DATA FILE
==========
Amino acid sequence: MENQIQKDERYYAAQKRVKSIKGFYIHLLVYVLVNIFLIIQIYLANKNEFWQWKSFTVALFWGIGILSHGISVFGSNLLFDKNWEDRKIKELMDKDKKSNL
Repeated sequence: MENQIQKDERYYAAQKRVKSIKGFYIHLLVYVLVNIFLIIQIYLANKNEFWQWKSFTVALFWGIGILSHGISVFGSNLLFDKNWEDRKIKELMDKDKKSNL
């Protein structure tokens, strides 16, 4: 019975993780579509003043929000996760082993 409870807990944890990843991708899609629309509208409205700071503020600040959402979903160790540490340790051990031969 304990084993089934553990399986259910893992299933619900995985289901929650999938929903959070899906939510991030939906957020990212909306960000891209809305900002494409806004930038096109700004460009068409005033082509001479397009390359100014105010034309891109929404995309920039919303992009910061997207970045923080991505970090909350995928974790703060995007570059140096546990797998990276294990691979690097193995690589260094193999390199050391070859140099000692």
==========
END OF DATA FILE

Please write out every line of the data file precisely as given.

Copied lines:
Amino acid sequence: MENQIQKDERYYAAQKRVKSIKGFYIHLLVYVLVNIFLIIQIYLANKNEFWQWKSFTVALFWGIGILSHGISVFGSNLLFDKNWEDRKIKELMDKDKKSNL
Repeated sequence: MENQIQKDERYYAAQKRVKSIKGFYIHLLVYVLVNIFLIIQIYLANKNEFWQWKSFTVALFWGIGILSHGISVFGSNLLFDKNWEDRKIKELMDKDKKSNL
């Protein structure tokens, strides 16, 4: 019975993780579509003043929000996760082993 409870807990944890990843991708899609629309509208409205700071503020600040959402979903160790540490340790051990031969 304990084993089934553990399986259910893992299933619900995985289901929650999938929903959070899906939510991030939906957020990212909306960000891209809305900002494409806004930038096109700004460009068409005033082509001479397009390359100014105010034309891109929404995309920039919303992009910061997207970045923080991505970090909350995928974790703060995007570059140096546990797998990276294990691979690097193995690589260094193999390199050391070859140099000692």